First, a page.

Professor Andrew Morris PMedSci, President of the Academy of Medical Sciences, said: “It is an honour to welcome these brilliant minds to our Fellowship. Our new Fellows lead pioneering work in biomedical research and are driving remarkable improvements in healthcare. We look forward to working with them, and learning from them, in our quest to foster an open and progressive research environment that improves the health of people everywhere through excellence in medical science.”

This year’s cohort marks a significant milestone in the Academy’s efforts to promote equality, diversity and inclusion (EDI) within its Fellowship election. Among the new Fellows, 41 per cent are women, the highest percentage ever elected. Additionally, Black, Asian and minority ethnic representation is 29 per cent, an 11 per cent increase from the previous year. The new Fellows hold positions at institutions across the UK, including in Edinburgh, Birmingham, Liverpool, Manchester, Sheffield, Nottingham and York.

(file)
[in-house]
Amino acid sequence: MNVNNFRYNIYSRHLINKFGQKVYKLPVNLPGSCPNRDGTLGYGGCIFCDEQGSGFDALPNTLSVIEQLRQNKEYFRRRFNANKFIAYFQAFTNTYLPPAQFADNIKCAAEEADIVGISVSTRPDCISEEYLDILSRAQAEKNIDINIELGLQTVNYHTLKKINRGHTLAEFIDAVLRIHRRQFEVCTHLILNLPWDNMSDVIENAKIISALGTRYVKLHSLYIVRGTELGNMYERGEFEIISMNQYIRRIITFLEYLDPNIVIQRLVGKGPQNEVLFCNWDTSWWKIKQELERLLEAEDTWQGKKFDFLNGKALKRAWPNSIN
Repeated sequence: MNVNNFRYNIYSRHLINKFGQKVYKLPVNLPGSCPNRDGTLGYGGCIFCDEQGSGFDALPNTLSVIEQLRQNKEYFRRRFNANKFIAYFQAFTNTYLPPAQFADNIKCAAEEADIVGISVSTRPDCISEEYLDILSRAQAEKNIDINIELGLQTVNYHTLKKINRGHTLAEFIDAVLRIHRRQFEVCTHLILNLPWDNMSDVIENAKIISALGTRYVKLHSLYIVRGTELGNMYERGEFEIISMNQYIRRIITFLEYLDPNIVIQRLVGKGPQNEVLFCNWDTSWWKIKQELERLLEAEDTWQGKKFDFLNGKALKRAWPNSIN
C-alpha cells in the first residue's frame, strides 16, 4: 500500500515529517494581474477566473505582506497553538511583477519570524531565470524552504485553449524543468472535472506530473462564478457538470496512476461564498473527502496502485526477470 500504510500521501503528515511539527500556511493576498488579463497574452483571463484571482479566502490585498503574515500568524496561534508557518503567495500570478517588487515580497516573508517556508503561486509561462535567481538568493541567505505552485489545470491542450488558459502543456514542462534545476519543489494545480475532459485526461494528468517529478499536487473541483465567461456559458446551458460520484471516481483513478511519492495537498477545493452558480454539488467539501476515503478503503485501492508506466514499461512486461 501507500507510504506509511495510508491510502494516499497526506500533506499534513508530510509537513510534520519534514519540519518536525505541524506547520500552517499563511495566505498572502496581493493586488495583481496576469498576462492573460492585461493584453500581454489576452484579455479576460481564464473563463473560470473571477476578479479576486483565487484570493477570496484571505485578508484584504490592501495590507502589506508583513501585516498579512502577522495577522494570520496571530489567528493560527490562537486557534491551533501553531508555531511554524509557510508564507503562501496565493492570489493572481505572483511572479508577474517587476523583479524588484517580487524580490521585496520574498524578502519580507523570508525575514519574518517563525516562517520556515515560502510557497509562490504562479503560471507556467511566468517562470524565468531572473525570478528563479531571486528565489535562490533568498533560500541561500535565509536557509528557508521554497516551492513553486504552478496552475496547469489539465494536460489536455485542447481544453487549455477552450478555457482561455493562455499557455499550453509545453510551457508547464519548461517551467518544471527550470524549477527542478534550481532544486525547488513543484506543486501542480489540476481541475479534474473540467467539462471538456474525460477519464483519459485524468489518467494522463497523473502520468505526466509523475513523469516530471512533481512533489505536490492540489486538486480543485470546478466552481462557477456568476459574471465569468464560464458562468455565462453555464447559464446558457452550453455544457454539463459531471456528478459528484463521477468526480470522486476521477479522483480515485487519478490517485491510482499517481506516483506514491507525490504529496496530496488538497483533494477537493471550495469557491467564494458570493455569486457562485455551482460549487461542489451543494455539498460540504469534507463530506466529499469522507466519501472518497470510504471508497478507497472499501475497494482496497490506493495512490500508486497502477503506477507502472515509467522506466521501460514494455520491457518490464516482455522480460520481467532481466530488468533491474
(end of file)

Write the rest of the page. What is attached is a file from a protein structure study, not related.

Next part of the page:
Professor Morris added: “It is also welcoming to note that this year’s cohort is our most diverse yet, in terms of gender, ethnicity and geography. While this progress is encouraging, we recognise that there is still much work to be done to truly diversify our Fellowship. We remain committed to our EDI goals and will continue to take meaningful steps to ensure our Fellowship reflects the rich diversity of the society we serve.”

The new Fellows will be formally admitted to the Academy at a ceremony on Wednesday 18 September 2024.

The Academy of Medical Sciences is the independent, expert body representing the diversity of medical science in the UK. Its mission is to advance biomedical and health research and its translation into benefits for society. The Academy’s elected Fellows are the most influential scientists in the UK and worldwide, drawn from the NHS, academia, industry and the public service.

 

Further information

About the Academy of Medical Sciences
The Academy of Medical Sciences is the independent, expert voice of biomedical and health research in the UK. Our Fellowship comprises the most influential scientists in the UK and worldwide, drawn from the NHS, academia, industry, and the public service. Our mission is to improve the health of people everywhere by creating an open and progressive research sector. We do this by working with patients and the public to influence policy and biomedical practice, strengthening UK biomedical and health research, supporting the next generation of researchers through funding and career development opportunities, and working with partners globally.